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ID:958110
User:72.37.242.12
Article:Dennis Levine
Diff:
(Insider trading)
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| death_date =
 
| death_date =
 
| death_place =
 
| death_place =
| charge = [[Securities fraud]] ([[insider trading]]), [[tax evasion]], [[perjury]]
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| | conviction = June 5, 1986 (pleaded guilty)
| conviction = June 5, 1986 (pleaded guilty)
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| conviction_penalty = Two years in federal prison, $362,000 fine, $11.5 million disgorgement, lifetime ban from securities industry
 
 
| conviction_status = Released in 1988
 
| conviction_status = Released in 1988
 
| occupation = [[Investment banking|investment banker]]
 
| occupation = [[Investment banking|investment banker]]
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Bahamian Attorney General [[Paul Adderly]] issued an opinion that stock trading was separate from normal banking transactions, and thus was not subject to the bank secrecy laws. The bank was thus free to reveal Levine's name, and he was arrested soon afterward. At the same time, he was sued by the SEC.<ref name="Den"/>
 
Bahamian Attorney General [[Paul Adderly]] issued an opinion that stock trading was separate from normal banking transactions, and thus was not subject to the bank secrecy laws. The bank was thus free to reveal Levine's name, and he was arrested soon afterward. At the same time, he was sued by the SEC.<ref name="Den"/>
   
On June 5, 1986, Levine pleaded guilty to [[securities fraud]], [[tax evasion]] and [[perjury]]. He also agreed to cooperate with the government and revealed the other members of his insider trading ring. Levine also settled the SEC's charges, agreeing to [[disgorgement (law)|disgorge]] $11.5 million--at the time, the largest such penalty in SEC history. He also agreed to a lifetime ban from the securities industry. Levine also agreed to pay $2 million in back taxes out of the amount he disgorged to the SEC.<ref>Hiltzik, Michael A. [http://articles.latimes.com/1986-06-06/business/fi-9158_1_insider-trading Levine Guilty of fraud, perjury and tax evasion]. [[Los Angeles Times]], 1986-06-06.</ref><ref name="Den"/>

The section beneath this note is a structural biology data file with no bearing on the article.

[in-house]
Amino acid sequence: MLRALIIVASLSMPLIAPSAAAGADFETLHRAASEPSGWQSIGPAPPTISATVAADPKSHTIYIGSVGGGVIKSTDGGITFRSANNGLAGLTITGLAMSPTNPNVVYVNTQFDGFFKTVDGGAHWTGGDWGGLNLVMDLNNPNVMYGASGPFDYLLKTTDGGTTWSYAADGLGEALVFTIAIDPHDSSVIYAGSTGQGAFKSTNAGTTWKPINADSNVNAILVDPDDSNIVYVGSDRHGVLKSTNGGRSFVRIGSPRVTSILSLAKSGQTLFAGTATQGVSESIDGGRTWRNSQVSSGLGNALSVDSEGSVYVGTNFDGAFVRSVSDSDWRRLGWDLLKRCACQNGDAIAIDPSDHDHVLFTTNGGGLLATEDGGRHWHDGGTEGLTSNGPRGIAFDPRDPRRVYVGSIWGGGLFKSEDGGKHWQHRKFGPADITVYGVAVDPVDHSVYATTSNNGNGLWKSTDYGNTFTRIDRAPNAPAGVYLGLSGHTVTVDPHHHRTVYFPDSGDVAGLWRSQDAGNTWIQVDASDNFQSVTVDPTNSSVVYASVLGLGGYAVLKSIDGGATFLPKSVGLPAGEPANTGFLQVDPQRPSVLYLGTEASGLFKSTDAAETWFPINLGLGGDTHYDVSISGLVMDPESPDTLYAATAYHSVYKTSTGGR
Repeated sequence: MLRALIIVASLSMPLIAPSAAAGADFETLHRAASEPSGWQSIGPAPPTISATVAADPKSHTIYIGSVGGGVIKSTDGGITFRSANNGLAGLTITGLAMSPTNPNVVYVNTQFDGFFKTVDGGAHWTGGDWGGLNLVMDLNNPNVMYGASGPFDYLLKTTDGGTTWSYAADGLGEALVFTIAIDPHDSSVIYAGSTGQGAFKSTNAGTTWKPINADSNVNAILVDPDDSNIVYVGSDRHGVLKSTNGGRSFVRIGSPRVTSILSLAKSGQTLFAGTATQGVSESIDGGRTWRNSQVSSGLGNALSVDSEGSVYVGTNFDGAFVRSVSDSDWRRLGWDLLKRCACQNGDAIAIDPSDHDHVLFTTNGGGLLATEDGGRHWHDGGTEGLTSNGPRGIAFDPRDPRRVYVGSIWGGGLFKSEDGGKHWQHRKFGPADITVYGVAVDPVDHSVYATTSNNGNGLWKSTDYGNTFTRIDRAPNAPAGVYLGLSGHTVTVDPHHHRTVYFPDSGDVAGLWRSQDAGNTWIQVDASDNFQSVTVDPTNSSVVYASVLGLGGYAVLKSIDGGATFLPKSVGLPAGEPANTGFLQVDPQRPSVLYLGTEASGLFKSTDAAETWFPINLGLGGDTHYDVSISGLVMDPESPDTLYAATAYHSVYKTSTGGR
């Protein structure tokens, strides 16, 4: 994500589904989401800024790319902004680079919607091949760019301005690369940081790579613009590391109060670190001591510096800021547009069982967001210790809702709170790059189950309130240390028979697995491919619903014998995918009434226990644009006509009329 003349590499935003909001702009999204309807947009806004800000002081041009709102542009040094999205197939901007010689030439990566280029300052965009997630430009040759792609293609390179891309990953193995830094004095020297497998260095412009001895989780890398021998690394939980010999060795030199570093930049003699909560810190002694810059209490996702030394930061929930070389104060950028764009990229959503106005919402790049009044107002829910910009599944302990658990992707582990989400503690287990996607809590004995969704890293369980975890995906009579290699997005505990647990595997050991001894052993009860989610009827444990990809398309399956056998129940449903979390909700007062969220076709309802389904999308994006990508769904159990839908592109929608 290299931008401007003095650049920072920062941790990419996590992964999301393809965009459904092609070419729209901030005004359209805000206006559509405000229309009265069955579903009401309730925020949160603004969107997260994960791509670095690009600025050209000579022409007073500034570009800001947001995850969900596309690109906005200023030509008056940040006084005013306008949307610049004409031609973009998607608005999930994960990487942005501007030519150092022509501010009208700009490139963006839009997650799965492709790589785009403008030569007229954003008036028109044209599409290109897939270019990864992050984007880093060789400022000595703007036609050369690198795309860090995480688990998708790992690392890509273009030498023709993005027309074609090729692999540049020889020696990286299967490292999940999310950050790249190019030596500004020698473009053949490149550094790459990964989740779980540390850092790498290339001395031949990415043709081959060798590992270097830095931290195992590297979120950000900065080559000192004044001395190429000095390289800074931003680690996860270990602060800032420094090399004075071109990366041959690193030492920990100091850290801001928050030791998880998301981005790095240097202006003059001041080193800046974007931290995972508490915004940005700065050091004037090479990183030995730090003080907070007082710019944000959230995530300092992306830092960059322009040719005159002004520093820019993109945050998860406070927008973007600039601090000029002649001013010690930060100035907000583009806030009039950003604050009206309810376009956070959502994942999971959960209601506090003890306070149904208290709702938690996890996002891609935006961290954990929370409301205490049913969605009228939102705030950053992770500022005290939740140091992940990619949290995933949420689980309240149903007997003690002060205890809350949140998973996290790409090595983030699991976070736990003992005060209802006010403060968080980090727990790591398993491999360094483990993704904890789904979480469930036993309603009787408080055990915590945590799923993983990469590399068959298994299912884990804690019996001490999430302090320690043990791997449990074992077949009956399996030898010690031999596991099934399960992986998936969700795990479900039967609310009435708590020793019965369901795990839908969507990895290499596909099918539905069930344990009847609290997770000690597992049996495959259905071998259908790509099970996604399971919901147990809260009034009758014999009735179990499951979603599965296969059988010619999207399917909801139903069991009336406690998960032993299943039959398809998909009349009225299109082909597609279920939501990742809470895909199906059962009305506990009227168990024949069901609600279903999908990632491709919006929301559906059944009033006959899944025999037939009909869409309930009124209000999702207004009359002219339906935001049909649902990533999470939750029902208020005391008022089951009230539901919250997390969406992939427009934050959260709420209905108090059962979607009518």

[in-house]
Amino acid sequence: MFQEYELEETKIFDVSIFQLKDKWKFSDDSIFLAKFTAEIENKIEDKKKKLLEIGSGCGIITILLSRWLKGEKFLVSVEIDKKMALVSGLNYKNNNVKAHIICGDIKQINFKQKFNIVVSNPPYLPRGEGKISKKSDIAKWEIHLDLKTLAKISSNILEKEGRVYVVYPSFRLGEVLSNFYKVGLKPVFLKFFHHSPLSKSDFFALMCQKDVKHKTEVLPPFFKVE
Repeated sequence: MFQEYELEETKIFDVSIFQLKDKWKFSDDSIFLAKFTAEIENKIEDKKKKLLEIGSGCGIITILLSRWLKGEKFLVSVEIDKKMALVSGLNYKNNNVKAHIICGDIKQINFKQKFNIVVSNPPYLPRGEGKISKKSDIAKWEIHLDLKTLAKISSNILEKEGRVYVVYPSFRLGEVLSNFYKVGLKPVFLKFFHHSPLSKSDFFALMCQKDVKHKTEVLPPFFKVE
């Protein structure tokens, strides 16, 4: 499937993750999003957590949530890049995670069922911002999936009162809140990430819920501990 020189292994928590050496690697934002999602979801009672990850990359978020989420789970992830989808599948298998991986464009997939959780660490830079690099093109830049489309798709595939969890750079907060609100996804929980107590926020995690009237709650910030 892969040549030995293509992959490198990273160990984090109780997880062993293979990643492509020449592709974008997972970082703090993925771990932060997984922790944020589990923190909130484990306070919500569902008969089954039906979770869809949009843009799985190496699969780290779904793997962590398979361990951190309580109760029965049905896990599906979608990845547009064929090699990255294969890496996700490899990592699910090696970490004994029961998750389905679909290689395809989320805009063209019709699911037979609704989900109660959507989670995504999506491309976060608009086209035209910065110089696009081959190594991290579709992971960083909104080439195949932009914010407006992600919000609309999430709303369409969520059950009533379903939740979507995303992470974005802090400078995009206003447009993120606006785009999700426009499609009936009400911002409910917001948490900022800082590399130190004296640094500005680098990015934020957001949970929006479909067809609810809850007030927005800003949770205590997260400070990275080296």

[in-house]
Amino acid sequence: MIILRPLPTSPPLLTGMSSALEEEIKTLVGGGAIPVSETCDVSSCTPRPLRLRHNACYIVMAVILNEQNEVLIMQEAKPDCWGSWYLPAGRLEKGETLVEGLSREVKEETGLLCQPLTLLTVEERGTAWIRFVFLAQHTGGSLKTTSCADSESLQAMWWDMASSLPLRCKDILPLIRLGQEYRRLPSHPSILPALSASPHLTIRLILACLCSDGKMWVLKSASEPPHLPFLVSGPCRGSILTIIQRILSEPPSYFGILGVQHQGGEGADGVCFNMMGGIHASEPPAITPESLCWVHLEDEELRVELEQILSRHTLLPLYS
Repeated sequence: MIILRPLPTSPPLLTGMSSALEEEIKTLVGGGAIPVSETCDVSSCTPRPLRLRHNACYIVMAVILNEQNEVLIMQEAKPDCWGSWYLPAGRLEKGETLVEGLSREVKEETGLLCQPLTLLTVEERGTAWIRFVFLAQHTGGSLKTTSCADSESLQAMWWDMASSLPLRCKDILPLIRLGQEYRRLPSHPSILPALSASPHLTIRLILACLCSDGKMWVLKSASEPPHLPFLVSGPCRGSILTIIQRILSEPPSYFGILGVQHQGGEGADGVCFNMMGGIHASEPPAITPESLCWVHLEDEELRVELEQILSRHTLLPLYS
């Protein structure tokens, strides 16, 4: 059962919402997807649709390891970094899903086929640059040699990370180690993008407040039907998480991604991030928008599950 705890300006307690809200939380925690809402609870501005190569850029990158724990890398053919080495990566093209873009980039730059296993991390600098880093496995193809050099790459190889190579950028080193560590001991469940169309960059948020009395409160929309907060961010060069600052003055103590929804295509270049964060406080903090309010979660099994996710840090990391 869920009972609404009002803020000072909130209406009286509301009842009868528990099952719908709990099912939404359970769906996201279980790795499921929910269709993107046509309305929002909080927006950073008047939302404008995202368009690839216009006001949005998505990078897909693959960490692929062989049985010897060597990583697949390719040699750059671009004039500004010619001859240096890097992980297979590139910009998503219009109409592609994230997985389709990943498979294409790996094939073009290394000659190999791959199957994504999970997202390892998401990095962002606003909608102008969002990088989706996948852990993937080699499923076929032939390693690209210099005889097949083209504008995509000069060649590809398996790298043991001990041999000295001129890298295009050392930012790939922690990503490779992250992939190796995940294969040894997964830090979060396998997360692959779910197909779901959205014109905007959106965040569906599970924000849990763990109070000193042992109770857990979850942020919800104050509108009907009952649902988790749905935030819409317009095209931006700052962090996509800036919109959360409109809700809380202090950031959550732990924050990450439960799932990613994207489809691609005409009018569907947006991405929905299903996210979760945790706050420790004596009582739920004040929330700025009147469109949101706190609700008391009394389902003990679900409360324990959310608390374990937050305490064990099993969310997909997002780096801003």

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On June 5, 1986, Levine pleaded guilty to insider trading and related offenses. Levine also settled the SEC's charges, agreeing to [[disgorgement (law)|disgorge]] $11.5 million--at the time, the largest such penalty in SEC history. He also agreed to a lifetime ban from the securities industry.
   
Subsequently, Levine directly implicated powerful [[arbitrage]]ur [[Ivan Boesky]], and information from the Boesky case also implicated another prominent player in the mergers and acquisitions circle, [[Martin Siegel]]. Both Boesky and Siegel subsequently pleaded guilty. Due in part to this cooperation, federal judge [[Gerald Goettel]] imposed a lenient sentence of two years in prison and a $362,000 fine. However, since Levine had been stripped of nearly all of his liquid assets by the SEC and [[IRS]], Goettel did not "commit" the fines, meaning that he would not be held in [[contempt of court]] if he left prison without paying them. At sentencing, Goettel said that Levine had helped expose "a nest of vipers on Wall Street."<ref>Widder, Pat. [http://articles.chicagotribune.com/1987-02-21/news/8701140034_1_dennis-b-levine-insider-trading-charges-wall-street Inside trader gets 2 years, $360,000 fine]. [[Chicago Tribune]], 1987-02-21.</ref>
 
   
 
Years later, Levine wrote in ''Inside Out'' that he considered fighting the government's case on the basis that it circumvented Bahamian law in order to obtain most of the evidence against him. However, he said, the possibility of additional charges in a superseding indictment—possibly including the powerful [[Racketeer Influenced and Corrupt Organizations Act]]—and concern about the effects on his family led him to conclude that this was a battle he couldn't win.<ref name="InsideOut"/>
 
Years later, Levine wrote in ''Inside Out'' that he considered fighting the government's case on the basis that it circumvented Bahamian law in order to obtain most of the evidence against him. However, he said, the possibility of additional charges in a superseding indictment—possibly including the powerful [[Racketeer Influenced and Corrupt Organizations Act]]—and concern about the effects on his family led him to conclude that this was a battle he couldn't win.<ref name="InsideOut"/>
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